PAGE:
Succession Planning Lessons from McCain/Palin

The Republican Presidential nominee's choice of a running mate offers corporate boards a case study in howor how notto pick their next CEO

The choice of Vice-President is the ultimate CEO succession planning decision. After all, the President of the United States is its chief executive officer. John McCain's choice of Sarah Palin—along with the way it was apparently made and the part pundits say it played in his losing the election—provides some great discussion points for any board on the topic of CEO succession, regardless of your politics.

Board Exposure to the Candidate

One of the frequent criticisms about McCain's choice of running mate was that he'd only met Palin briefly before making his decision. As Robert Draper's article "The Making (and Re-Making) of McCain" in the Oct 22, 2008, New York Times Magazine points out, McCain met Palin twice: He first spoke with her for 15 minutes at a National Governors Assn. meeting in February 2008, and then he met with her for an hour at his Arizona ranch the day she was named as his running mate. That's pretty limited personal exposure to a successor before making a decision.

Yet, some boards don't do much better when it comes to choosing their next CEOs. Typically, their exposure to potential internal candidates is through presentations these executives make at board meetings (arguably more exposure than McCain had to Palin). But as we all know, board presentations are carefully orchestrated events with little genuine interaction. Some robust Q&A with the board in the course of these presentations could give directors a greater sense of how the executive thinks about business issues. Without this, the board is simply watching executives parade through PowerPoint decks, providing a fairly one-dimensional view of their leadership capabilities.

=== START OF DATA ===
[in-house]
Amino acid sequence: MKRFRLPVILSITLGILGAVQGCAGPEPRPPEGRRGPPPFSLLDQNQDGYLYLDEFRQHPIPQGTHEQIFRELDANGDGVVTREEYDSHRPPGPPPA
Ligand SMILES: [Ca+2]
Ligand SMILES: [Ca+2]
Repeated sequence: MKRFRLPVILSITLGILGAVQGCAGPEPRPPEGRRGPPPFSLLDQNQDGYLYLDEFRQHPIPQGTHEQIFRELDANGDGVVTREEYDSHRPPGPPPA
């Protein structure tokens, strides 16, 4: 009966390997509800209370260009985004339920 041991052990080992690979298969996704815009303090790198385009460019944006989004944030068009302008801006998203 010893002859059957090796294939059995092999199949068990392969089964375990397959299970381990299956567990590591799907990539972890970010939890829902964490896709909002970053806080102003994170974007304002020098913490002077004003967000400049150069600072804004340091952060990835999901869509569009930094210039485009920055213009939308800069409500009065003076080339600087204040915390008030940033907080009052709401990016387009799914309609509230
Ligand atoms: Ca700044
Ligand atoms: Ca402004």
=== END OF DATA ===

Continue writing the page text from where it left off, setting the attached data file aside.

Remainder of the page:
Often, top candidates are invited to board dinners or other social events to allow some informal interaction between the board and the top execs. While helpful, these typically provide no greater insight about a candidate than a 15-minute conversation at a National Governors Assn. meeting.

The two vehicles that typically give boards more meaningful exposure to succession candidates are site visits and board strategy offsites. While these, too, have their limitations, boards often find them among the most useful ways of getting to know top execs:

•Allowing a small group of board members to visit with executives "on their own turf" unaccompanied by the CEO is nearly always illuminating. Among other things, board members get to see the executive in her work environment, away from the trappings of the boardroom. They can talk about the business issues she is addressing in this more casual setting and observe members of the executive's team interacting with her.

• Board strategy offsites—where executive team members are invited to play key roles in a 2-day strategy retreat with the board—typically generate more interactive discussion than board meetings because the extra time allows for both formal and informal discussion. Frequently, board members and executives form small work-teams on key strategic issues, enabling board members to work with executives on problem-solving.

Board Knowledge of the Candidate's Capabilities—and Shortcomings